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Thursday, June 14, 2012

Overcoming the Challenge of Learning Echolocation

As an engineer, I have been taking an approach to echolocation that I hope is informative.  I can only publish on this blog what I have learned for myself, first hand and then dispelled to you through somewhat scientific means of analysis.  That said, please let me know if you enjoy the way these articles are written.  My hope is that all of the readers can relate to my experiences or begin to have similar experiences of their own.

As a sighted person, I am at the unfortunate disadvantage of having a reduced capacity to utilize my visual cortex as a processing station, but far worse, I am not forced to diligently practice echolocation every single day as a blind person is.  Anyone looking to learn anything will always have challenges.  The process of learning requires an expenditure of energy that you will never get back.  However, you will get something far more valuable for your time and effort after taking on that challenge.  Often times far more than you sought to learn in the first place.

As a martial artist and entrepreneur, I thrive on challenges and I love understanding and exceeding my own limitations.  I think a lot of people have a hesitation to learning echolocation either because:

1.  They do not understand it

To which I say...  There is so much to life that we don't understand. Even the most advanced scientists in the world can not explain exactly how the brain works. It's up to each one of us as individuals to explore and discover our own capabilities and limitations.   Once we have discovered our limitations, only then will we be able to break free of them using creative thinking and diligent training.


or

2.  They simply think of it as an insurmountable challenge for them

Nothing is insurmountable.  If one person on this planet can do something, that means you can too.  How to get there is the tricky part, but it's also the fun part.

Use information provided by science.  It's sometimes misguided, and sometimes misused, but in essence - and in definition, science speaks the truth and is an incredible learning tool.  But science alone will not be a solution for all problems, there are things that it simply does not encompass, or has yet to explain.  To learn an internal skill like echolocation, you will also need to use introspection.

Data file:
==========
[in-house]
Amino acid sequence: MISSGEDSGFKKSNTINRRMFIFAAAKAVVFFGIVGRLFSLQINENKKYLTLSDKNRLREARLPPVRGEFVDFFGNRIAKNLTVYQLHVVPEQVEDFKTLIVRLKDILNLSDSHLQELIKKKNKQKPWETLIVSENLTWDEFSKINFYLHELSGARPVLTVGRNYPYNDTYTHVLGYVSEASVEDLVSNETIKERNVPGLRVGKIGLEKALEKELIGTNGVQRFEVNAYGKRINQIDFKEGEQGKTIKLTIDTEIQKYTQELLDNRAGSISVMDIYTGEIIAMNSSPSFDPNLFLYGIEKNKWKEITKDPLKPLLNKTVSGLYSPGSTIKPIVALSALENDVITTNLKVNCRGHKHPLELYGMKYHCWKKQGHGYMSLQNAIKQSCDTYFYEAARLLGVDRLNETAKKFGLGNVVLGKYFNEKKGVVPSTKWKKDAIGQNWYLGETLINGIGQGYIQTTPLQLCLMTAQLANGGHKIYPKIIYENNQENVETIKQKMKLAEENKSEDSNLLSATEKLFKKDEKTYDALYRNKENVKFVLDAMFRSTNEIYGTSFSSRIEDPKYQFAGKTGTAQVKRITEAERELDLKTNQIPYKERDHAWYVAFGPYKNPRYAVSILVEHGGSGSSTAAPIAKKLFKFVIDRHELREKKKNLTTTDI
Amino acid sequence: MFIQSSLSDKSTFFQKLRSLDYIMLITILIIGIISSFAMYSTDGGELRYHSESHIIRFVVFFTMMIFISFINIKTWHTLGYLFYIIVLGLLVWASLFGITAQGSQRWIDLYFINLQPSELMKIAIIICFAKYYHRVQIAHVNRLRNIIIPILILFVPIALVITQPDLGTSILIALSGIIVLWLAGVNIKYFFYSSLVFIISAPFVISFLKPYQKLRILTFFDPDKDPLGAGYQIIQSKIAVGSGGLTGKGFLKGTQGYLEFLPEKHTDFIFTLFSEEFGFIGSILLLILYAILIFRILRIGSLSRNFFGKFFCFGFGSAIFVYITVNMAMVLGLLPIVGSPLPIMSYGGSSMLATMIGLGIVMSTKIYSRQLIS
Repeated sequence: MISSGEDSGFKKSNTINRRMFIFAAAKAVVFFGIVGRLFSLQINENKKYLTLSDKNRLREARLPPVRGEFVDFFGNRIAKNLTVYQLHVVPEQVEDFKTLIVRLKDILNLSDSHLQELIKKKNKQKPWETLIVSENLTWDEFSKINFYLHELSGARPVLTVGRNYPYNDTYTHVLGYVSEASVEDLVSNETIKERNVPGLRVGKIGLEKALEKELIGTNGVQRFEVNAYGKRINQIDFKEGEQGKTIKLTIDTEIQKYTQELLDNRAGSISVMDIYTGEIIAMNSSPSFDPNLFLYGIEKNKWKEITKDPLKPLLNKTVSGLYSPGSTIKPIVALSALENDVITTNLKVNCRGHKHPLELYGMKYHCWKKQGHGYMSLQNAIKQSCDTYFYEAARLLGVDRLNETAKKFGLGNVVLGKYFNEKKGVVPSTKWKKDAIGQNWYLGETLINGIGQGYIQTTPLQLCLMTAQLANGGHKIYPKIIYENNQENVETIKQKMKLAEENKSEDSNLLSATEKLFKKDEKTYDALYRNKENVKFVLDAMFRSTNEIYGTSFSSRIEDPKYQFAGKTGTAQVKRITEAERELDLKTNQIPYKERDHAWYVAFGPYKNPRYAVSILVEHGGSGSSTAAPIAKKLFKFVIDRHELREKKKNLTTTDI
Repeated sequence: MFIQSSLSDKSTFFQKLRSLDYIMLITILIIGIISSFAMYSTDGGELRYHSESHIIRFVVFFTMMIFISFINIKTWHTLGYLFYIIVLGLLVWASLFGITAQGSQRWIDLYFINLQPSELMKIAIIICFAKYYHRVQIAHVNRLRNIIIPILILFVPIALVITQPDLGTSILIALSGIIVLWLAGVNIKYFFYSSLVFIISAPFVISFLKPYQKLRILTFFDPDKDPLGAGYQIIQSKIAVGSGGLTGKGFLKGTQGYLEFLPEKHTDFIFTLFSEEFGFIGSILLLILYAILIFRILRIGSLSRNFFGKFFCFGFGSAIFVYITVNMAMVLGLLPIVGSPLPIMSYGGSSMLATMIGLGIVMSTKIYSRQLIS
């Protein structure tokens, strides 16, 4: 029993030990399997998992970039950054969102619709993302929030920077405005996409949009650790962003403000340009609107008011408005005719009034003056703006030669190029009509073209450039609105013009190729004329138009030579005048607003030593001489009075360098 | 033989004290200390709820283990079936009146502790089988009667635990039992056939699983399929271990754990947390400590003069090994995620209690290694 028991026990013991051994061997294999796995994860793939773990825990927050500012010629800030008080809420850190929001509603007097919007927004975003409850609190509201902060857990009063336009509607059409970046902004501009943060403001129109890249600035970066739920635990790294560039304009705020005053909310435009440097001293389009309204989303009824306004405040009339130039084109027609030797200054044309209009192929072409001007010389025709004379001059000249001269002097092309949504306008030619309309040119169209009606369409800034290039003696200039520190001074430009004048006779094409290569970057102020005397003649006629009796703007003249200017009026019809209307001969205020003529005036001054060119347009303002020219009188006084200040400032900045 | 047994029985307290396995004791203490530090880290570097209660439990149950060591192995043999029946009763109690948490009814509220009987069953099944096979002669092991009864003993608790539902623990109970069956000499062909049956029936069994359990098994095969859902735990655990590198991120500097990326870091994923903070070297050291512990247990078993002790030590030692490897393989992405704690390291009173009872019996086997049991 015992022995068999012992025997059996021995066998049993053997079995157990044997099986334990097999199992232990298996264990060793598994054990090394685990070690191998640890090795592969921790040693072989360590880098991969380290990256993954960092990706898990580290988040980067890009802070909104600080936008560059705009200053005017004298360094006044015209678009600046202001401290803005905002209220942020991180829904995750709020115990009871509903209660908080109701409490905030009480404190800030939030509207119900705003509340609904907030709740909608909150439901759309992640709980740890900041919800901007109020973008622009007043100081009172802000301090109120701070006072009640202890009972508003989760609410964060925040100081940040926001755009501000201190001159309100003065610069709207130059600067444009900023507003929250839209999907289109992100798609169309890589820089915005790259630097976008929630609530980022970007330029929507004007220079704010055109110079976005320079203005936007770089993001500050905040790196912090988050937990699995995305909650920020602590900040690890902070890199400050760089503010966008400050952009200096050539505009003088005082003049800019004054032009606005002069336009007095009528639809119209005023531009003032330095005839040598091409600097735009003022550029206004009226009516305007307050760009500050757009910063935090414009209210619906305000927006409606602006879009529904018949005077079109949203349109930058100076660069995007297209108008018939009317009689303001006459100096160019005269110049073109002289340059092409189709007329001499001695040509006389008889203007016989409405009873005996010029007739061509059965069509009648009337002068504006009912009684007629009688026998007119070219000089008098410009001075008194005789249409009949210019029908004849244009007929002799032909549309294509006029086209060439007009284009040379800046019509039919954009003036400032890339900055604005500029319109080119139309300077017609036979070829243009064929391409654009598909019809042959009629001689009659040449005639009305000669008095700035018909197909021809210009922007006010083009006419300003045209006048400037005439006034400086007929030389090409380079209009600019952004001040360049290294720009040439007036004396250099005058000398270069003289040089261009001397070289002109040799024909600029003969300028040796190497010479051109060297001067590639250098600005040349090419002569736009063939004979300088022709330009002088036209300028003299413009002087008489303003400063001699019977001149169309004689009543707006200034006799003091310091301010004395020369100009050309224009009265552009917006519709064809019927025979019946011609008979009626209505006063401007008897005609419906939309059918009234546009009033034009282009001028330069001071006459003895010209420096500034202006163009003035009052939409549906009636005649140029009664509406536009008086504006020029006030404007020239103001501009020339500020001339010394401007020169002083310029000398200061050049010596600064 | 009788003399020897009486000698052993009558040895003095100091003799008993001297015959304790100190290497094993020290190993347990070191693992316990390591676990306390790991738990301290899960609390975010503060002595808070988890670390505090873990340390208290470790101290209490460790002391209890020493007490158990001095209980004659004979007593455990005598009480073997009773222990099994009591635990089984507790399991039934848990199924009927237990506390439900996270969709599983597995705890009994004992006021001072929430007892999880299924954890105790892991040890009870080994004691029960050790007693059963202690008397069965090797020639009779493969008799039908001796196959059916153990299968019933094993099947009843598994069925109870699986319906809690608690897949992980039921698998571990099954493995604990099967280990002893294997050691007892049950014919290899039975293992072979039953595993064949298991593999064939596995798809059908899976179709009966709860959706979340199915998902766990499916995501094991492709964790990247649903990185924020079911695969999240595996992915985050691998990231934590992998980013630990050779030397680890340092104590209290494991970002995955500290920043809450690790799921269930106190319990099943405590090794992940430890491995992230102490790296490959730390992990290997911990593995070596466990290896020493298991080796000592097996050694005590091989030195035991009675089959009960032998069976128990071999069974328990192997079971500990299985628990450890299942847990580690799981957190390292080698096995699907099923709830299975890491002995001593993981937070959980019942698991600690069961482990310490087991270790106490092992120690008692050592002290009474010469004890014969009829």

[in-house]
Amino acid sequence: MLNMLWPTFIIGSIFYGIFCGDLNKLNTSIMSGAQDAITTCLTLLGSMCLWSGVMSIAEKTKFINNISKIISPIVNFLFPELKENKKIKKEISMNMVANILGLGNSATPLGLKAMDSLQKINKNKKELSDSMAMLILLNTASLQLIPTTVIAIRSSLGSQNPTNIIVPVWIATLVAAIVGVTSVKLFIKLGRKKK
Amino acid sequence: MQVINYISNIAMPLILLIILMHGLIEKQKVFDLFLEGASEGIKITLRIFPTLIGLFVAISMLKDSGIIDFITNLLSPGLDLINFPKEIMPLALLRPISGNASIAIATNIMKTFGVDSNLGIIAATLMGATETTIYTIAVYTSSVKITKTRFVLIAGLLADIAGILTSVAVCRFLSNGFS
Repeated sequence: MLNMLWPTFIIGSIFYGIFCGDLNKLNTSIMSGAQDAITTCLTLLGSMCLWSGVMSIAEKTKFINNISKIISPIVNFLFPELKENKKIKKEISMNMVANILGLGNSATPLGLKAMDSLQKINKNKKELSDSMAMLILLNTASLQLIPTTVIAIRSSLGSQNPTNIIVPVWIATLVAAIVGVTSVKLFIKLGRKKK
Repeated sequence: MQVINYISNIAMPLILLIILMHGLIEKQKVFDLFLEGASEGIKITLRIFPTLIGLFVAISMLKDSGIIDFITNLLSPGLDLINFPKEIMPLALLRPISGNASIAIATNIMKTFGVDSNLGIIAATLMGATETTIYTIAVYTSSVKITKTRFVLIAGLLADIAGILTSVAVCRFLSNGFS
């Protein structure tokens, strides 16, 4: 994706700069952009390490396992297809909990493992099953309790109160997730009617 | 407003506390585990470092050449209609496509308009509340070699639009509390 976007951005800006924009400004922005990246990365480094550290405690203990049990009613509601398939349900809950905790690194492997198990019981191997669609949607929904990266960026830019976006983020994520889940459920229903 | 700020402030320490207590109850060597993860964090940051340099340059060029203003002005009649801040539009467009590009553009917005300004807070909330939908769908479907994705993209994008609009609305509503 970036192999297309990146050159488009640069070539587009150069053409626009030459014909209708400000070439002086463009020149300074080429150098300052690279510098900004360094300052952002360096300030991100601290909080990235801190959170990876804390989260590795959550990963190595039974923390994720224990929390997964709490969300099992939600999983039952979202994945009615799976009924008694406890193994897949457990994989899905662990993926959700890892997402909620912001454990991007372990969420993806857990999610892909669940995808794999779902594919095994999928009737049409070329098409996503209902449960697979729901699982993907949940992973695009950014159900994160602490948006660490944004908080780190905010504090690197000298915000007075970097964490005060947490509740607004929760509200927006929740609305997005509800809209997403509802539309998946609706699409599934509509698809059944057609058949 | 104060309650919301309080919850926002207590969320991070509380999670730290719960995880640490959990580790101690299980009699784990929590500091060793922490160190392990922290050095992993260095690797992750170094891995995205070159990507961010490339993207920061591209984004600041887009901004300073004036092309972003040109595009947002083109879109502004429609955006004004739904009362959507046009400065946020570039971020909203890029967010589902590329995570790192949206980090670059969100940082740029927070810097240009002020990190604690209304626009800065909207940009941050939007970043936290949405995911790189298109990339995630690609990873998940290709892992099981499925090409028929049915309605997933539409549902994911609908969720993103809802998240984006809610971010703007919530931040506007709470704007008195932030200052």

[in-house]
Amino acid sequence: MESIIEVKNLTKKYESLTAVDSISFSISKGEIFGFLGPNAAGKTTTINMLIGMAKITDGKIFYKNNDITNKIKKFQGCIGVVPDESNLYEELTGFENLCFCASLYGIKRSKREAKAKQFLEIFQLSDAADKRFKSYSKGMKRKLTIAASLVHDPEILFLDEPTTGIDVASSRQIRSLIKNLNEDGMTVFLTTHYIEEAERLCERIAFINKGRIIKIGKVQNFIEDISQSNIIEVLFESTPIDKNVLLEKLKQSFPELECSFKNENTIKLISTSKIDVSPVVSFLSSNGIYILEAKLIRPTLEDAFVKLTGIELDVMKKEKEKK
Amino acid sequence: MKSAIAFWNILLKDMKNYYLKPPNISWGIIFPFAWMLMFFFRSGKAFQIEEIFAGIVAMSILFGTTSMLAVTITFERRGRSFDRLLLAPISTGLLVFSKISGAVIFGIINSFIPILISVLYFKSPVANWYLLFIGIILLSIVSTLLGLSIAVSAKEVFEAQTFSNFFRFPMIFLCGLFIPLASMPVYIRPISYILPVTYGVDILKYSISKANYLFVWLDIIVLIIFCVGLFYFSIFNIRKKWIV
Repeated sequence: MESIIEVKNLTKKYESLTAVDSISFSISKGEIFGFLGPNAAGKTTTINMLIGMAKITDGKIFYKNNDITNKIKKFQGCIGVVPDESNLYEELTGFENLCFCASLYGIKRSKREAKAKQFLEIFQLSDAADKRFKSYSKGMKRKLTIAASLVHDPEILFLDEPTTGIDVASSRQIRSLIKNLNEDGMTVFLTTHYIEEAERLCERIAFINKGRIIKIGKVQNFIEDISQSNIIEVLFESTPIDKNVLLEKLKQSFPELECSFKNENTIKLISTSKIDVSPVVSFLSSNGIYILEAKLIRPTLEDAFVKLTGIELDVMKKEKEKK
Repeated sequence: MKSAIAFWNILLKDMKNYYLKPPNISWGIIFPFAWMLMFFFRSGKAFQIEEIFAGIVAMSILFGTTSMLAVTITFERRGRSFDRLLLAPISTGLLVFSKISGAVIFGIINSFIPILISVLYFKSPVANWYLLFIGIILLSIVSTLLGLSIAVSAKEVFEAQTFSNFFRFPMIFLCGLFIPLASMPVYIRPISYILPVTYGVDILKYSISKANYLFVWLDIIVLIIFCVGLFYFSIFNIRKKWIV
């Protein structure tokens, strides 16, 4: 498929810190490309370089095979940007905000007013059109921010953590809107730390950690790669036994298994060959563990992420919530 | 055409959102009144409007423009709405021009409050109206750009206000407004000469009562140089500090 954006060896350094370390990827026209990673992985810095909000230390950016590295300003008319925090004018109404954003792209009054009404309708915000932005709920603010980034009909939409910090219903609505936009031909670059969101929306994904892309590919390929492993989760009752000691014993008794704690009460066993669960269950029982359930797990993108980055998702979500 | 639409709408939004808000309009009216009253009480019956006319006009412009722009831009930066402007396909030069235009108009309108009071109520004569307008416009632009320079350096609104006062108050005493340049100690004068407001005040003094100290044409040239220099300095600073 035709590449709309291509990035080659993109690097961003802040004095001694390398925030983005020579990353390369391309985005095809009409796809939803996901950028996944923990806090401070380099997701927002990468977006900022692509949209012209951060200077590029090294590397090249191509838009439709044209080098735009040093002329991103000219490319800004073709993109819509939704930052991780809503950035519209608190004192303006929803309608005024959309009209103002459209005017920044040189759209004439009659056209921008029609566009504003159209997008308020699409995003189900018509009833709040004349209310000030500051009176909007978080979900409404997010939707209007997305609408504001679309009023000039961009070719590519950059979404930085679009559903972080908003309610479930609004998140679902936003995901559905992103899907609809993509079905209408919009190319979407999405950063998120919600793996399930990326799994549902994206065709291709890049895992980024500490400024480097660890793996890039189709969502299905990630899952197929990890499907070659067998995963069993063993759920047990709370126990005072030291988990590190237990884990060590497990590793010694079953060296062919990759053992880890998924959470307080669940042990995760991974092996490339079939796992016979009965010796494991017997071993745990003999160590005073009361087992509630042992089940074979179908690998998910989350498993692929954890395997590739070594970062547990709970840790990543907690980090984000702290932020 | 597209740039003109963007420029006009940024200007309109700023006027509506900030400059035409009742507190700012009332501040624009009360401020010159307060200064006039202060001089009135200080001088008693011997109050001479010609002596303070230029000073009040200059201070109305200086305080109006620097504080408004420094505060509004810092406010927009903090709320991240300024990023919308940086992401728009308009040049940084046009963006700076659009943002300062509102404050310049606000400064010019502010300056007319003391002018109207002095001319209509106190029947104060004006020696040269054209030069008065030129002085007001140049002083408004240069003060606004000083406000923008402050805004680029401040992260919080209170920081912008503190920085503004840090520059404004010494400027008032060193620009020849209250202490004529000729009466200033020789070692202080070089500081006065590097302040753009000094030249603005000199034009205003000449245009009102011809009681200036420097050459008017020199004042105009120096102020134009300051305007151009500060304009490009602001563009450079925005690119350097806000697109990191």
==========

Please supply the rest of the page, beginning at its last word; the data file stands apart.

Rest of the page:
INTROSPECTION (or internal perception) is the self-examination of one's conscious thoughts and feelings. In psychology, the process of introspection relies exclusively on the purposeful and rational self-observation of one's mental state; however, introspection is sometimes referenced in a spiritual context as the examination of one's soul. Introspection is closely related to the philosophical concept of human self-reflection, and is contrasted with external observation.  --  Wikipedia
This means looking into yourself and finding answers, solutions and techniques that work for you.  It is taking what you know and piecing the puzzle together.  It is creating something from nothing.  Anyone can do it, and everyone should do it.  In martial arts we use introspection to understand how to move our bodies into certain positions and to learn what we need to do to strengthen our bodies for certain situations.

Life as a whole is a challenge.  It is an expenditure of energy to reach a goal.  Embrace the challenge and make it your own.  Perhaps most importantly, enjoy the process.

Free 10-Minute Audio Lesson: Learn the Echolocation Click

Learn echolocation clicks with a free audio lesson
Learning how to click is one of the first steps to becoming an effective echoloator. This lesson provides clicking samples of a variety of different clicks and descriptions of when they might be most useful. This lesson has been used by O&M instructors all over the world.

Despite popular belief, it's easy to make your clicking quite subtle or unnoticeable even in quiet settings. There are many different clicks for different situations. I explain all of these in great detail and give examples of where, why and when they can and should be used.

Get your free lesson now:



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